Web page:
A masonic lodge held a special and moving service recently in honour of six members who lost their lives in the First World War.
The loss of six Brethren and the service of 137 others was commemorated by Lodge Coupar o’ Fife, one of the oldest continuous organisations in the town.
During the First World War the lodge alone contributed 143 men to the country’s military forces, with 128 of them listed on the lodge roll of honour.
The greatest number, 24, served with the Royal Army Medical Corps, including six doctors, followed by the Black Watch and the Fife and Forfar Yeomanry.
Of the six members killed, five are honoured at Cupar war memorial and one at Tayport.
Lodge senior warden Douglas Abercrombie said this week: “In 1918, the lodge commissioned the roll of honour - a ‘work of art’ created by a member - as directed by Grand Lodge in correspondence dated 1915.” It was followed by the dedication and unveiling of a brass plaque in the Masonic Hall in the Bonnygate in 1921.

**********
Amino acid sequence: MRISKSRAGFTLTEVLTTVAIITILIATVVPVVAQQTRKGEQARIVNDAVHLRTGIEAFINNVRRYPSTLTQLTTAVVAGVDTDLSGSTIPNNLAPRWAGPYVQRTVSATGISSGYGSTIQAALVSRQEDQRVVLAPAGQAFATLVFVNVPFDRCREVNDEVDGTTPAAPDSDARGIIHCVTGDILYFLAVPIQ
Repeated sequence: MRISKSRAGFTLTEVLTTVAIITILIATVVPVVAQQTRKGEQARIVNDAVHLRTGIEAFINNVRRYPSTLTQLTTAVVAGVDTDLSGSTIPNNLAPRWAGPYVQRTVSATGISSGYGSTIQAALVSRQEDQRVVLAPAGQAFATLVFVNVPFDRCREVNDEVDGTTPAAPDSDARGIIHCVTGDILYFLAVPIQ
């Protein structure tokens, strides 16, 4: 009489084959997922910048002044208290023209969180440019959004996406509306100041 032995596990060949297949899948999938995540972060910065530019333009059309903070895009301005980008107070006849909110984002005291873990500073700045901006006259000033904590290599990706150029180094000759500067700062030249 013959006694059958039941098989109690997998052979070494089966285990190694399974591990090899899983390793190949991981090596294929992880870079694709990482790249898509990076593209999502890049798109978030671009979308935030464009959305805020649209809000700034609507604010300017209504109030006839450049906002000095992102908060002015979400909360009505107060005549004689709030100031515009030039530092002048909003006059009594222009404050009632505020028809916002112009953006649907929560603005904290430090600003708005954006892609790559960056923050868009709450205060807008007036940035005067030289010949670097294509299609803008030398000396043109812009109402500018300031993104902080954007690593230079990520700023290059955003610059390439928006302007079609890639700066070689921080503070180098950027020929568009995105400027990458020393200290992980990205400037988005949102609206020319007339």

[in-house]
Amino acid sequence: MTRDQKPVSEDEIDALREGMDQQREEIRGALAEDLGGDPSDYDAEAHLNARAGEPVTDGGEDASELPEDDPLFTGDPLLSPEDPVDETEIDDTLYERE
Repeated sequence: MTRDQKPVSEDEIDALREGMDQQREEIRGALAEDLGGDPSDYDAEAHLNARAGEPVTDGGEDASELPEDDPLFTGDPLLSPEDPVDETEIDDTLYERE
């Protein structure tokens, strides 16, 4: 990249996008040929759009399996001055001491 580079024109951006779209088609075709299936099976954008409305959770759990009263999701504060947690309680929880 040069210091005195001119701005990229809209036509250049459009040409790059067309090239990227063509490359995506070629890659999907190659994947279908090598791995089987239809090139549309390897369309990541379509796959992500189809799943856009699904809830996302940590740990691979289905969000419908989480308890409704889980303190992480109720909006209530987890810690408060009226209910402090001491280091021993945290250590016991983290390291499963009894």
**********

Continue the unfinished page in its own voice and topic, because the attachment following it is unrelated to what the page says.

Douglas added: ”During the First World War our hall was requisitioned by the Government to billet the Lanarkshire Yeomanry. At this time, lodge meetings were held in the YMCA in the Ladywynd.”
During the recent ‘Memorial Lodge’ service, the Last Post and Flowers of the Forest were played by members. Seven “empty chairs” in honour of the six fallen members, plus one for the “Unknown fallen Freemason,” were set out in the hall.
The final act of remembrance was the signal of a trench whistle - the last sound many of the soldiers would hear.
The six names were then read and a lit candle snuffed out. Six miniature crosses were also planted in the garden of remembrance in Princes Street, Edinburgh. Anyone with information about lodge members who served in either of the World Wars is asked to contact Douglas on 0774 923 1302, or any member.